Supermoon Blamed For Grounding of 5 Vessels

Published Mar 24, 2011 10:27 AM by The Maritime Executive

Between the Isle of Wight and Hampshire Coast, 5 ships ran aground within hours in one of the world’s busiest shipping lanes.  The Solent sandbanks the vessels hit are not normally exposed, but it is believed that the “supermoon” phenomenon led to unexpectedly lower tides. 

Known to affect the progression of tides, the moon was closest to the Earth as it had been in 19 years when the groundings took place, only 221,567 miles away, leaving it hard to believe the super moon wasn’t the culprit for the low tides.  Tides are strongest at new or full moon, and even stronger at lunar perigee, resulting in a more disparate range of high and low tides.  Usually, a supermoon will only lower tides around 1 inch, but sometimes a sea can lose more a depth of 6 inches, like in the case of Solent.

The Maritime and Coastguard Agency (MCA) stated that there had been a big tidal range recently due to the moon’s proximity.  Despite the evidence for the unusually low tide with the supermoon, it’s hard to come to a definitive conclusion since tides vary worldwide.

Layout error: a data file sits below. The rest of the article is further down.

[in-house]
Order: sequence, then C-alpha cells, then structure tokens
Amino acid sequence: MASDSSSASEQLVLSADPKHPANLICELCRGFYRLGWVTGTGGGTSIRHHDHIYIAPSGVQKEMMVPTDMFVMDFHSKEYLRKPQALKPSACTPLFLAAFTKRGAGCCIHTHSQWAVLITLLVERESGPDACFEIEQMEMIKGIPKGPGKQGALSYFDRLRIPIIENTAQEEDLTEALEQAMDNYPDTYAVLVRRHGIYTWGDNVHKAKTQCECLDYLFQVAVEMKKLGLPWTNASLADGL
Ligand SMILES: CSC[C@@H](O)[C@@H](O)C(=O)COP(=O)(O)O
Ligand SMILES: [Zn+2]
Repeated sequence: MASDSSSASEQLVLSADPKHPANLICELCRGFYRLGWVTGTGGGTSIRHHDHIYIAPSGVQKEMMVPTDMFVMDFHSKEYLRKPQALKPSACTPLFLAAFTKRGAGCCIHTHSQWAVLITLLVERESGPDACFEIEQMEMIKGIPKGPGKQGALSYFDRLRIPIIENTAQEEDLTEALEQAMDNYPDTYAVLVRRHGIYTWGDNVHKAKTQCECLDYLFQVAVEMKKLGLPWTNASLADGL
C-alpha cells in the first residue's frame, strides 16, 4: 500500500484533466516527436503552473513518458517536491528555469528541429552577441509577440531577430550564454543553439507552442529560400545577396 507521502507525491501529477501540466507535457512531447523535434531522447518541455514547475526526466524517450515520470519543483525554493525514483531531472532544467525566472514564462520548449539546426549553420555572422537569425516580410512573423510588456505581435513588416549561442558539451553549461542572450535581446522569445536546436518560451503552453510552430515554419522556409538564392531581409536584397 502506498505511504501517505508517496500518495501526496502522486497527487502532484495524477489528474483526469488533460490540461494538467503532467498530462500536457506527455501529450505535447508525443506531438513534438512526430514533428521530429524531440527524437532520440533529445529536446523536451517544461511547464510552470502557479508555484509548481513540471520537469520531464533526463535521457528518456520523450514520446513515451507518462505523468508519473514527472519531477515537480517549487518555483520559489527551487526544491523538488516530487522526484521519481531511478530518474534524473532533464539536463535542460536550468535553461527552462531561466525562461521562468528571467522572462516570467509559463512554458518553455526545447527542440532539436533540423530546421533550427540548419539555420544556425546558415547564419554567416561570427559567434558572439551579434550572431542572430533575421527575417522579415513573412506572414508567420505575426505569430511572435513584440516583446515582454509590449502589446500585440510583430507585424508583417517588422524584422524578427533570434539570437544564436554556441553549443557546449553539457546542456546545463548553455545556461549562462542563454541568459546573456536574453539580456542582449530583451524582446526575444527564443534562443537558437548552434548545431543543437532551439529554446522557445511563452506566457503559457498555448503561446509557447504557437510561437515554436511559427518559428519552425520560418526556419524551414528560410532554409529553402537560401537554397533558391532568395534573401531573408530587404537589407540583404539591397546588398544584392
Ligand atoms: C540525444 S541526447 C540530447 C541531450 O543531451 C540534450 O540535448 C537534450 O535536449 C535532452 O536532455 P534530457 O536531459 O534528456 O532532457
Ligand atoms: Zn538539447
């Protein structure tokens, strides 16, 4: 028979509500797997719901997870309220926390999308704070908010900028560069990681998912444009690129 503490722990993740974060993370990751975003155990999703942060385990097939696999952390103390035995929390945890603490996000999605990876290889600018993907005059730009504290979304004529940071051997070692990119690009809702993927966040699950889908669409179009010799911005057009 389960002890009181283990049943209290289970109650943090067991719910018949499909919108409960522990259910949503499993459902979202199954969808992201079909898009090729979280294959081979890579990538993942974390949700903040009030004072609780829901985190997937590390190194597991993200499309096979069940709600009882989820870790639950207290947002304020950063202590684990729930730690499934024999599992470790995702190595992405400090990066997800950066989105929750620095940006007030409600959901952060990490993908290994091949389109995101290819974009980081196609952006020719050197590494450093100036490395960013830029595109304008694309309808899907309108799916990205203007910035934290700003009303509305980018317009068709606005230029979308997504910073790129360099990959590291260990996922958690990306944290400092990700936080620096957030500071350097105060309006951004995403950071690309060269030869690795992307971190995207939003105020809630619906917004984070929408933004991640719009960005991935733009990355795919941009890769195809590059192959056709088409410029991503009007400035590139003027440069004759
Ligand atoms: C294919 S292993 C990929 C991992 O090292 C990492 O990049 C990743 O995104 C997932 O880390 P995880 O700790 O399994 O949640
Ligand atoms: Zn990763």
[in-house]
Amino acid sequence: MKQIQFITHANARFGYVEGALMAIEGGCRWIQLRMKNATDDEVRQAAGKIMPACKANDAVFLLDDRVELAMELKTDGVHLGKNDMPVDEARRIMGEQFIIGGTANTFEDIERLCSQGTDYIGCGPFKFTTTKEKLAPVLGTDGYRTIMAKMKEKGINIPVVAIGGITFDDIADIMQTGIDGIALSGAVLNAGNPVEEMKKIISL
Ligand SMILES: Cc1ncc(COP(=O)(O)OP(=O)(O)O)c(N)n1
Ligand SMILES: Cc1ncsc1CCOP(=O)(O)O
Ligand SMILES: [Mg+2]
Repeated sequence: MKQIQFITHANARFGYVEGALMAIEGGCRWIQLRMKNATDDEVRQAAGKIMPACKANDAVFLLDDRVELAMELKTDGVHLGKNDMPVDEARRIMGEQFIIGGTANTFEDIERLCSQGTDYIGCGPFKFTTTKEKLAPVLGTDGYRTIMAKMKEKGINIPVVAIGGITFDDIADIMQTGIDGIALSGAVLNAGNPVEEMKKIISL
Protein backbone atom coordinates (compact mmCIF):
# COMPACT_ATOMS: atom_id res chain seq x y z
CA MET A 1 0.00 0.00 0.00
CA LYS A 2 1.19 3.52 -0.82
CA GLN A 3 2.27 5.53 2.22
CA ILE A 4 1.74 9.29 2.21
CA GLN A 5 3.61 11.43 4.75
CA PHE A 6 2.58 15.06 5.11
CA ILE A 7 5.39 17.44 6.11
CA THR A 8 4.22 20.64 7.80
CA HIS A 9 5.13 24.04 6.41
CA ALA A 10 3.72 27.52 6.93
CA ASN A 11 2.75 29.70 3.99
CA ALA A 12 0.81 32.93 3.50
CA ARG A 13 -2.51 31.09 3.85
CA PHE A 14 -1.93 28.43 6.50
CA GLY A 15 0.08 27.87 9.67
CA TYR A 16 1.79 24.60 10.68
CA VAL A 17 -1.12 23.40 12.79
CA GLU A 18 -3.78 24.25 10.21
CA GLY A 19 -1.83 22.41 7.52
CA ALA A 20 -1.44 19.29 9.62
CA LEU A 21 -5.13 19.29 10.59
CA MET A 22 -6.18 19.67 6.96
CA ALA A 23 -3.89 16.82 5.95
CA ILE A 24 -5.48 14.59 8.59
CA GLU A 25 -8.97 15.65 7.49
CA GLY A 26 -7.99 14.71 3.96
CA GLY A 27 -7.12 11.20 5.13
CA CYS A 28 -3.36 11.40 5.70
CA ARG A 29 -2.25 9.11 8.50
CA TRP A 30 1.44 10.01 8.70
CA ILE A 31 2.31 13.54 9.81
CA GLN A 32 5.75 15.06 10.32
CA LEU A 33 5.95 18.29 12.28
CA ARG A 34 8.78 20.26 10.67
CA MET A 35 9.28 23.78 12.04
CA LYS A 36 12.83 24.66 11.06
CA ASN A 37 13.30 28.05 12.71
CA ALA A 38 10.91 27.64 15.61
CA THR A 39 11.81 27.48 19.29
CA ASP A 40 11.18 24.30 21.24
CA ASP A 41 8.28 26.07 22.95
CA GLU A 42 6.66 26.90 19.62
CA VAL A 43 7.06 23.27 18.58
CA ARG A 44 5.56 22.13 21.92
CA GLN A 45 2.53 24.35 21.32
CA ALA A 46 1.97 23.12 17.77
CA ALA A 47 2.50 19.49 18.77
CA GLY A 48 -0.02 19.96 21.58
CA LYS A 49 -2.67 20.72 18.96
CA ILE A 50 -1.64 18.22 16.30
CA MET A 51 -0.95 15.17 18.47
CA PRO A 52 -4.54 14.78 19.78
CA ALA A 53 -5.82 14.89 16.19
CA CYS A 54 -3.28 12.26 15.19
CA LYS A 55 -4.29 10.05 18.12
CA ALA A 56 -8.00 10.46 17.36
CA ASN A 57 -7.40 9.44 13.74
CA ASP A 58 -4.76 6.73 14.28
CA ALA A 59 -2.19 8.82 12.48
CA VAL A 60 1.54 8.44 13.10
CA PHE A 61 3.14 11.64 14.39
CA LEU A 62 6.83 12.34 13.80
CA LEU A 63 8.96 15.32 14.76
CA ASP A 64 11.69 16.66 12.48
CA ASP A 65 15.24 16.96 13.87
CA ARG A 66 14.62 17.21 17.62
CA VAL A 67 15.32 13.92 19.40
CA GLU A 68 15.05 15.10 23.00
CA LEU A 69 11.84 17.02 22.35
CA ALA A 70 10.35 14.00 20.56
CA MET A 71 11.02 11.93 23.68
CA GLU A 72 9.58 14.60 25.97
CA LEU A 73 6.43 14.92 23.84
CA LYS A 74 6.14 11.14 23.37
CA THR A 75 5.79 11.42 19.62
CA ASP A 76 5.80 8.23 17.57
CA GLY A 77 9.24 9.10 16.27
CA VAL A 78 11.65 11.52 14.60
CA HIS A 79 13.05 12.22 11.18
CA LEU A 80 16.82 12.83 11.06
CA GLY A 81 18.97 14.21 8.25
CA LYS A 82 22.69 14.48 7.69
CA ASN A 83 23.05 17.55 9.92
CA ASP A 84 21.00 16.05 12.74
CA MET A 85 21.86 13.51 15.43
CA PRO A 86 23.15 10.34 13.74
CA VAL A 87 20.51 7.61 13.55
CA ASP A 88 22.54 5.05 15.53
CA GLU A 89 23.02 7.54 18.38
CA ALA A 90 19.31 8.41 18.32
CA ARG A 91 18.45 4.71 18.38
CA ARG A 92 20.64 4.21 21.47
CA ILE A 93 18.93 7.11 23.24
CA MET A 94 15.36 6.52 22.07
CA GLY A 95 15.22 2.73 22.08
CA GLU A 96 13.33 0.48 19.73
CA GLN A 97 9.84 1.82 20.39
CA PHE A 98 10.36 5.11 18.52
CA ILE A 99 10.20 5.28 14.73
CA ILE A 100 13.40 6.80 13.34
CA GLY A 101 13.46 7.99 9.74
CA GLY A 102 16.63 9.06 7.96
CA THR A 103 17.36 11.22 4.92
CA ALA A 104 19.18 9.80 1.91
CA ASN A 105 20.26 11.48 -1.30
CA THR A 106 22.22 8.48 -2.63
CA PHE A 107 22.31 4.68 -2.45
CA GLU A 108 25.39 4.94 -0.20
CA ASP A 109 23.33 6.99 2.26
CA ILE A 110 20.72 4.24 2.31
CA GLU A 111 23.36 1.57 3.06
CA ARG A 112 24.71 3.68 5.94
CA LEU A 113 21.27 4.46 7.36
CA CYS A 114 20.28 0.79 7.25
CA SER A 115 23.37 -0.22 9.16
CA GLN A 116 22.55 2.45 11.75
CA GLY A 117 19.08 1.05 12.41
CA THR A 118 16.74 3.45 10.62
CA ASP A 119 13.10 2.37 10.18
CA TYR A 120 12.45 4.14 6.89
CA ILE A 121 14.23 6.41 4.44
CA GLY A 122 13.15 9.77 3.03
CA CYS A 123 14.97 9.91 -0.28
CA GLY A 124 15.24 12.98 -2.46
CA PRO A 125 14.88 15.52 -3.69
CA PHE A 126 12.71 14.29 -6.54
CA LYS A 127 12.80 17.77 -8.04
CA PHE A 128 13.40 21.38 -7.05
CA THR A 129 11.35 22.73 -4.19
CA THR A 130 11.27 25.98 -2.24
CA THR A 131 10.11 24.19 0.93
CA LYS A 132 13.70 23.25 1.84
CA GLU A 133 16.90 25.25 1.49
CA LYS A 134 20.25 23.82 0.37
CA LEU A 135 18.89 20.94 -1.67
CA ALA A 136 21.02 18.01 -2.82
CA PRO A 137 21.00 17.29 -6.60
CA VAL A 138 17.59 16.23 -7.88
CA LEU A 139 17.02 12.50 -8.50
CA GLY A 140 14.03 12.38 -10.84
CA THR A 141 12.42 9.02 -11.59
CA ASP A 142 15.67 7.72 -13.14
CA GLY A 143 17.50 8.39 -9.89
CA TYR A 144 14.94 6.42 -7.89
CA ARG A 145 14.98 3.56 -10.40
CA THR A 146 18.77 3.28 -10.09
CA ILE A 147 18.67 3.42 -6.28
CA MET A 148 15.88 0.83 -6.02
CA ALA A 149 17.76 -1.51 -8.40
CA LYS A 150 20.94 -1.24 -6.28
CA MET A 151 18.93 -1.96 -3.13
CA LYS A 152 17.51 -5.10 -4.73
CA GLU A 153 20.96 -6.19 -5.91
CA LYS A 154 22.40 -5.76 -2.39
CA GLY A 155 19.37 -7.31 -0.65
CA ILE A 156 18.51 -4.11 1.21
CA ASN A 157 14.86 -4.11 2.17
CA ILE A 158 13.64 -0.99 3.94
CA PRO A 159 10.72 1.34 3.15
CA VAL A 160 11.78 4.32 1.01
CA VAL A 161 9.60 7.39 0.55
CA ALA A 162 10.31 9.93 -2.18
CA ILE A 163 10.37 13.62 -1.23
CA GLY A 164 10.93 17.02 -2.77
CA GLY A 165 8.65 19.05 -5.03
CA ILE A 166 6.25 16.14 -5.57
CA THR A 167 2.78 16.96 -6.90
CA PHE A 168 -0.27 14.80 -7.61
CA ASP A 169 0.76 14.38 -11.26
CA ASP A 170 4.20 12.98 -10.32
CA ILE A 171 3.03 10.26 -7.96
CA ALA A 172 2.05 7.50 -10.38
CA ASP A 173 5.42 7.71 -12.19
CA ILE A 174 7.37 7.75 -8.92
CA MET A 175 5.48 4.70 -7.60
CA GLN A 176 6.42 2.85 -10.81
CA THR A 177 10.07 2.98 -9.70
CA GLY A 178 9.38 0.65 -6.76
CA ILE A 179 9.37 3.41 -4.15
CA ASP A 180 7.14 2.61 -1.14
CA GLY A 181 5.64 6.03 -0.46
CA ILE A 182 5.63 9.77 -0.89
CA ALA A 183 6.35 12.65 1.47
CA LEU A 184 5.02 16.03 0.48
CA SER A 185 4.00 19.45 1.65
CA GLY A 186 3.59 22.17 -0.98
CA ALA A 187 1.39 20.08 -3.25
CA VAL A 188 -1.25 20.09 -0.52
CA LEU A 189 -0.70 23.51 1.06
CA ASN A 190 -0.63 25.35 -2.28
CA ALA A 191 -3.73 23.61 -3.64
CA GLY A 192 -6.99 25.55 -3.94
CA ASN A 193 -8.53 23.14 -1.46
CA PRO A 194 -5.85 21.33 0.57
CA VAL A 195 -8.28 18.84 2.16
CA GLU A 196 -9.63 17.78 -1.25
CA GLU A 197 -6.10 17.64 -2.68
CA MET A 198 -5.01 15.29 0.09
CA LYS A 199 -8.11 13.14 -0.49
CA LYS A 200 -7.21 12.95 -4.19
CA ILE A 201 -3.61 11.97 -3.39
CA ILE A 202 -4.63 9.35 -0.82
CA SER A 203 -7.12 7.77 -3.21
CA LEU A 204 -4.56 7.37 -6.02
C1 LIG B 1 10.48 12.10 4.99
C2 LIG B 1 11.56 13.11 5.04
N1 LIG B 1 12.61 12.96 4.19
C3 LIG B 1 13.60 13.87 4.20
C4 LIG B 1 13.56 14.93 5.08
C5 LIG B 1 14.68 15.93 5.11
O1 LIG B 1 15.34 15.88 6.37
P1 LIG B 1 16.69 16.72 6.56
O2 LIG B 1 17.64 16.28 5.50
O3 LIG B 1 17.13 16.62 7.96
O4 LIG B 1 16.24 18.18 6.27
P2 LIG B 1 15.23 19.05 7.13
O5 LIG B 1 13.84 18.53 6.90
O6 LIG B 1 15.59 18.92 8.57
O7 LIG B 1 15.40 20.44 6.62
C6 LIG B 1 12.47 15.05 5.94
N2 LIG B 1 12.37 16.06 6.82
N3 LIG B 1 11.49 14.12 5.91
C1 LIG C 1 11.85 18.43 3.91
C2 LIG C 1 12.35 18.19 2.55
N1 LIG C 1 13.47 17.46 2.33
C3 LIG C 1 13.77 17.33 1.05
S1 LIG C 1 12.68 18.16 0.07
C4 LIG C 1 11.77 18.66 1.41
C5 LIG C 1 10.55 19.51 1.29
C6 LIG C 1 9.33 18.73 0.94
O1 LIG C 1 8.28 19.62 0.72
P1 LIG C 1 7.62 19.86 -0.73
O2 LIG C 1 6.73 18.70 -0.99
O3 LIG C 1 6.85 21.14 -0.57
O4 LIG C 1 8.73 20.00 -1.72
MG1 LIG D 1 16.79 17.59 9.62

Coastguards at the Needles, which is situation on the west side of the Isle of Wright, received 5 distress calls at nearly the same time.  Included in this was a 2,900 ton cargo ship, Paula-C, and a 25-foot yacht.  The vessels were required to wait for a higher tide to lift and clear them from a shingle bank, but did also receive tug assistance. 

According to a UK coastguard, no one was injured in the events.